The court found Allianz was not responsible for indemnifying MacPhail’s loss because, although MacPhail had a legal liability to his neighbours, the trespass was not “accidental” as required by the terms of the policy. This was because one of the other directors of HCL, Mr Harris, who was in charge of the works had acted recklessly in permitting the basement to be extended to the flank wall of number 28.

MacPhail appealed the decision stating that the Judge had erroneously applied the law in relation to the applicable test for “accidental” and “recklessness”.

The Decision

On appeal, the court upheld the first instance decision.

Firstly, the court agreed with the application of the test for “accidental” at first instance. As set out in Colinvaux’s Law of Insurance and agreed between the parties, this is as follows:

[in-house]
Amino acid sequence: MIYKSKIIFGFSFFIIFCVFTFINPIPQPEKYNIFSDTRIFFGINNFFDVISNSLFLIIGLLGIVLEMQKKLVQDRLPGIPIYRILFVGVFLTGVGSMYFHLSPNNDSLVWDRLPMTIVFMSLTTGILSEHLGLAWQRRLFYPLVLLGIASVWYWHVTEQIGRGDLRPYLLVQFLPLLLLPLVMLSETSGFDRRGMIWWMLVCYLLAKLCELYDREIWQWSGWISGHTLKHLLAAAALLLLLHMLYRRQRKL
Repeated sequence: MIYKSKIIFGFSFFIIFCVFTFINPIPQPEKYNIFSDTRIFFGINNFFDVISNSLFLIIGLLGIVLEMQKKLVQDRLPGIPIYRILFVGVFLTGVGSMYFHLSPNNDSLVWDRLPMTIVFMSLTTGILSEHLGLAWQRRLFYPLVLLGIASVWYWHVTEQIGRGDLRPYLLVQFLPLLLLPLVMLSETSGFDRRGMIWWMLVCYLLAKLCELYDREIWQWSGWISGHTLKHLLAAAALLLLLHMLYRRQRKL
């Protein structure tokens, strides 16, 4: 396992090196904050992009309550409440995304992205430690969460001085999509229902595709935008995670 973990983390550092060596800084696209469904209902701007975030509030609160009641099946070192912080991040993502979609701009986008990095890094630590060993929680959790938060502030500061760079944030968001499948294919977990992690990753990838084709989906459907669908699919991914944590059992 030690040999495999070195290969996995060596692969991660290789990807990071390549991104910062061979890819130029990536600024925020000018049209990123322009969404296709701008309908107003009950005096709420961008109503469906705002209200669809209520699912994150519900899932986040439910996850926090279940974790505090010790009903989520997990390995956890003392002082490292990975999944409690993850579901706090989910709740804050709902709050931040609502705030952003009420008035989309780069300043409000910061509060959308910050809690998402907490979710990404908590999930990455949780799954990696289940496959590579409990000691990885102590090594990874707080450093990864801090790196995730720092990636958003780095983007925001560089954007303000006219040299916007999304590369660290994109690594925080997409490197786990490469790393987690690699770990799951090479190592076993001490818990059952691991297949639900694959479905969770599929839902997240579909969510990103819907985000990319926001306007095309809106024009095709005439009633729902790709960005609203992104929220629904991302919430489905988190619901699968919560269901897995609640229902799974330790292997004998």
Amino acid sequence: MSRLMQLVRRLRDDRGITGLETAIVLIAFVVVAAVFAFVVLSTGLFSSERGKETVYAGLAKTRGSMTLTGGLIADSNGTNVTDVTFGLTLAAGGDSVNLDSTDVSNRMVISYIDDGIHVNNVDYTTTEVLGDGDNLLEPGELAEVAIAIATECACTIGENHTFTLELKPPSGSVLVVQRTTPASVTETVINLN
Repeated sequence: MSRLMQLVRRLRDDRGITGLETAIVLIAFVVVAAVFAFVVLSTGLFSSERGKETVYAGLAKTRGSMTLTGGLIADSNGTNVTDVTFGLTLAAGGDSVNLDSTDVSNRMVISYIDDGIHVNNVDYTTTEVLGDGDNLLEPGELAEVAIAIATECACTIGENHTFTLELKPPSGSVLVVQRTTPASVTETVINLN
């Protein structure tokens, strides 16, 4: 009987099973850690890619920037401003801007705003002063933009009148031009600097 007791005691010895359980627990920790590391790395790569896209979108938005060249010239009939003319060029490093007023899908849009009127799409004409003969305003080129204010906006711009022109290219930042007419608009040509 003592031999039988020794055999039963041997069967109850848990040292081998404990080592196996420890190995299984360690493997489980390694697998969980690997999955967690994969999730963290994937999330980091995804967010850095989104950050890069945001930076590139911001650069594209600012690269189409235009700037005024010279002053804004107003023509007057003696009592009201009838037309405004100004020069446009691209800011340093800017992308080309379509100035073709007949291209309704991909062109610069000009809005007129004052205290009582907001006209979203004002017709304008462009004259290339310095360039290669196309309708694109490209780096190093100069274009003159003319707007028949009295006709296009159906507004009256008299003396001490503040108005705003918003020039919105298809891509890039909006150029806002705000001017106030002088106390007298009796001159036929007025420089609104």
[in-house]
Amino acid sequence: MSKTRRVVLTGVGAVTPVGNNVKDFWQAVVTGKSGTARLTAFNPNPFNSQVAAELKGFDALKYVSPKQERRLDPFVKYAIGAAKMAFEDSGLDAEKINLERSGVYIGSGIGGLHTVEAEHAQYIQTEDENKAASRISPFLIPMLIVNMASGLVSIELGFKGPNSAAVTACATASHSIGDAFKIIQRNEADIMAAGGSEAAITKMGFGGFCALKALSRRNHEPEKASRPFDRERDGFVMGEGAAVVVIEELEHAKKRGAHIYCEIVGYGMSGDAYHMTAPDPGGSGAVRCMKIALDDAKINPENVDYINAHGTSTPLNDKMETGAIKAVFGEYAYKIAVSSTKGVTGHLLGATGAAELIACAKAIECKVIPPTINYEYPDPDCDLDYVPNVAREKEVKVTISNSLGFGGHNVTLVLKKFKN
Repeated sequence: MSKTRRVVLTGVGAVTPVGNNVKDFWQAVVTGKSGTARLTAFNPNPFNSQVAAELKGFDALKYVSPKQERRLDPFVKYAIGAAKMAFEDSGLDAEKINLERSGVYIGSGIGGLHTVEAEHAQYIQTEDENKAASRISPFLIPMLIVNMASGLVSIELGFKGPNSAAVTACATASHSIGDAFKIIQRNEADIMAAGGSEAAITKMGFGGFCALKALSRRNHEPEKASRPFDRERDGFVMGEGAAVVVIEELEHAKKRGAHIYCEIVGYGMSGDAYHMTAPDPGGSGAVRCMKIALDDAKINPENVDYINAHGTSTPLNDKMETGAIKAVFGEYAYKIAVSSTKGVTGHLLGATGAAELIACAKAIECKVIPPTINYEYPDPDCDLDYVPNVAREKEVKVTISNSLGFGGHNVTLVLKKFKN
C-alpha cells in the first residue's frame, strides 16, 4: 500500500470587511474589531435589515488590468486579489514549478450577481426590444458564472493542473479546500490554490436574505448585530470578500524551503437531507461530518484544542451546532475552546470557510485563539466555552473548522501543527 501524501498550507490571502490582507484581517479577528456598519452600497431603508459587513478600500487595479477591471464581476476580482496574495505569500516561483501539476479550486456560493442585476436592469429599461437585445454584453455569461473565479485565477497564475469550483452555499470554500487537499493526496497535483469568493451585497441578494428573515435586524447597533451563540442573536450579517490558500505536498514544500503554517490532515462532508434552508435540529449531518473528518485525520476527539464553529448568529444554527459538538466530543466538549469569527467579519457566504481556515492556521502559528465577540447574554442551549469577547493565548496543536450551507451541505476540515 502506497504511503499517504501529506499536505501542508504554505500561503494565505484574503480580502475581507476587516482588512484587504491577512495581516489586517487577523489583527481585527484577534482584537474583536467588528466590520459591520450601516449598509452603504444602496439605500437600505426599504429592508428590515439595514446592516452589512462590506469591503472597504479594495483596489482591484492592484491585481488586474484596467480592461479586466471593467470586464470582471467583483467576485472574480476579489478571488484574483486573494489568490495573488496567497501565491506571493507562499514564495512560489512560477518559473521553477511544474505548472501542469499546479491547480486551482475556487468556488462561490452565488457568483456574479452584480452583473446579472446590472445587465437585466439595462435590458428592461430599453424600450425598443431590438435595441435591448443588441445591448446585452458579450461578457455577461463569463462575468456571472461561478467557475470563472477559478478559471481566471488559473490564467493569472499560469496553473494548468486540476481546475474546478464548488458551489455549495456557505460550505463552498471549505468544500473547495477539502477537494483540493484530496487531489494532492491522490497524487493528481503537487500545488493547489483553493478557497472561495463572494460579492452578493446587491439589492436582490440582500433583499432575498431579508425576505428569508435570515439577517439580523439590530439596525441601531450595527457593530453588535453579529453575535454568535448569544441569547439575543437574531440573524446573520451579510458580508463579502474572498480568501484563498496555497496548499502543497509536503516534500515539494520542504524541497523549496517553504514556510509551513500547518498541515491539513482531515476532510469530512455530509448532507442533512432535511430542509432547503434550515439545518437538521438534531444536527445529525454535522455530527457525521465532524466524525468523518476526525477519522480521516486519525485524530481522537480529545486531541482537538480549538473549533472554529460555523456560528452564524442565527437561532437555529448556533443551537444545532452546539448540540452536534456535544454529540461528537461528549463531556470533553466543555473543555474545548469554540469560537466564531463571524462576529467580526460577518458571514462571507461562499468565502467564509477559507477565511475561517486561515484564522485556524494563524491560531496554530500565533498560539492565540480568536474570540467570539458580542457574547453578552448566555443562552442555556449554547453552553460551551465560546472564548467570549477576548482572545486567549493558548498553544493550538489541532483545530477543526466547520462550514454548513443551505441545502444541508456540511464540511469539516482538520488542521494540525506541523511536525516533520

“It is settled law that an accident, for the purposes of an insurance policy, is from the assured’s point of view an act, intentional or otherwise, which has unintended consequences. However, if the consequences were intended by the assured, or if the consequences while unintended were inevitable so that the assured can be regarded as having acted with reckless disregard for them, then it is clear from the authorities that there is no accident and the assured is precluded from recovery by the terms of the policy itself as well as on the grounds of public policy. The principle is that, by embarking upon a course of conduct that is obviously hazardous the assured intends to run the risk involved…”

The judge, HHJ Parfitt, had found that the construction of the basement in number 30 to the flank wall of number 28 was intentional and the act of trespass could not have been accidental as there was a willingness to take the risk that it was.

A criticism of the use of the phrase “willingly taking the risk” over the more usual, but archaic, phrase “courting the risk” was rejected, and was not found to lower the test or alter the threshold. The appeal judge, Smith J commented as follows: